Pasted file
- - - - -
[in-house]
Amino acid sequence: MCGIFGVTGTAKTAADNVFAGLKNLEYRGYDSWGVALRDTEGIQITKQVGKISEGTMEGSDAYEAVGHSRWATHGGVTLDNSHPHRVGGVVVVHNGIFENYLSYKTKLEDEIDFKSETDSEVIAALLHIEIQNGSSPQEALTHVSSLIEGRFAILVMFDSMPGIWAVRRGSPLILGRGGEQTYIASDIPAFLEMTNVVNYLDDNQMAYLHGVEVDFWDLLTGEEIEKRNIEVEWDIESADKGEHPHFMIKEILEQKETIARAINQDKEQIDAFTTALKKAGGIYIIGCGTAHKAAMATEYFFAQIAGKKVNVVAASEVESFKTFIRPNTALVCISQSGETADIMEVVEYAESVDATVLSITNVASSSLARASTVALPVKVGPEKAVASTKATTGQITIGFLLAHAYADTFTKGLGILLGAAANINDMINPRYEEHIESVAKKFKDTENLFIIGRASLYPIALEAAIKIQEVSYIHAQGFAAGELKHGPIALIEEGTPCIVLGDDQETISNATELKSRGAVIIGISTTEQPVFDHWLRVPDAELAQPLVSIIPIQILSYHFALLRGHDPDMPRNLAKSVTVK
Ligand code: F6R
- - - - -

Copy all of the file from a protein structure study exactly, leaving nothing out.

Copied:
[in-house]
Amino acid sequence: MCGIFGVTGTAKTAADNVFAGLKNLEYRGYDSWGVALRDTEGIQITKQVGKISEGTMEGSDAYEAVGHSRWATHGGVTLDNSHPHRVGGVVVVHNGIFENYLSYKTKLEDEIDFKSETDSEVIAALLHIEIQNGSSPQEALTHVSSLIEGRFAILVMFDSMPGIWAVRRGSPLILGRGGEQTYIASDIPAFLEMTNVVNYLDDNQMAYLHGVEVDFWDLLTGEEIEKRNIEVEWDIESADKGEHPHFMIKEILEQKETIARAINQDKEQIDAFTTALKKAGGIYIIGCGTAHKAAMATEYFFAQIAGKKVNVVAASEVESFKTFIRPNTALVCISQSGETADIMEVVEYAESVDATVLSITNVASSSLARASTVALPVKVGPEKAVASTKATTGQITIGFLLAHAYADTFTKGLGILLGAAANINDMINPRYEEHIESVAKKFKDTENLFIIGRASLYPIALEAAIKIQEVSYIHAQGFAAGELKHGPIALIEEGTPCIVLGDDQETISNATELKSRGAVIIGISTTEQPVFDHWLRVPDAELAQPLVSIIPIQILSYHFALLRGHDPDMPRNLAKSVTVK
Ligand code: F6R